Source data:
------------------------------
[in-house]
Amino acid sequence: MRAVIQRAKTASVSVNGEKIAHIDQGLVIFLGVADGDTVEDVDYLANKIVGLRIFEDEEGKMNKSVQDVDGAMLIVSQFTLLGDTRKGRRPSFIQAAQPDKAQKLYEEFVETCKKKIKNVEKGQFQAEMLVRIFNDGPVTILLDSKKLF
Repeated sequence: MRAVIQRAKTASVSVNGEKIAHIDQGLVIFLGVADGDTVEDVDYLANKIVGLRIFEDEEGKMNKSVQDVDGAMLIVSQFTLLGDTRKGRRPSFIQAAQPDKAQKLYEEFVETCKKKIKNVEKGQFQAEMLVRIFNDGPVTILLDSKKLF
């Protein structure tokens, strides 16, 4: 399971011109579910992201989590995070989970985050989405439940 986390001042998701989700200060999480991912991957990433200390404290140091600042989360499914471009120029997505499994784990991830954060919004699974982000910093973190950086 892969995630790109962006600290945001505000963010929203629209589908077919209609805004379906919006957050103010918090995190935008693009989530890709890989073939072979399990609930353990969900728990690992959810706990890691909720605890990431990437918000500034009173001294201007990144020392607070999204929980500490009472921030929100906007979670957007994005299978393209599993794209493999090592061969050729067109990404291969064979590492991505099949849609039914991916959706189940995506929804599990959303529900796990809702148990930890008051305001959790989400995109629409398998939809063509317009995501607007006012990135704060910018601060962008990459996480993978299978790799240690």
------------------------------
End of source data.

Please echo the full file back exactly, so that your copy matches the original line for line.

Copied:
[in-house]
Amino acid sequence: MRAVIQRAKTASVSVNGEKIAHIDQGLVIFLGVADGDTVEDVDYLANKIVGLRIFEDEEGKMNKSVQDVDGAMLIVSQFTLLGDTRKGRRPSFIQAAQPDKAQKLYEEFVETCKKKIKNVEKGQFQAEMLVRIFNDGPVTILLDSKKLF
Repeated sequence: MRAVIQRAKTASVSVNGEKIAHIDQGLVIFLGVADGDTVEDVDYLANKIVGLRIFEDEEGKMNKSVQDVDGAMLIVSQFTLLGDTRKGRRPSFIQAAQPDKAQKLYEEFVETCKKKIKNVEKGQFQAEMLVRIFNDGPVTILLDSKKLF
């Protein structure tokens, strides 16, 4: 399971011109579910992201989590995070989970985050989405439940 986390001042998701989700200060999480991912991957990433200390404290140091600042989360499914471009120029997505499994784990991830954060919004699974982000910093973190950086 892969995630790109962006600290945001505000963010929203629209589908077919209609805004379906919006957050103010918090995190935008693009989530890709890989073939072979399990609930353990969900728990690992959810706990890691909720605890990431990437918000500034009173001294201007990144020392607070999204929980500490009472921030929100906007979670957007994005299978393209599993794209493999090592061969050729067109990404291969064979590492991505099949849609039914991916959706189940995506929804599990959303529900796990809702148990930890008051305001959790989400995109629409398998939809063509317009995501607007006012990135704060910018601060962008990459996480993978299978790799240690």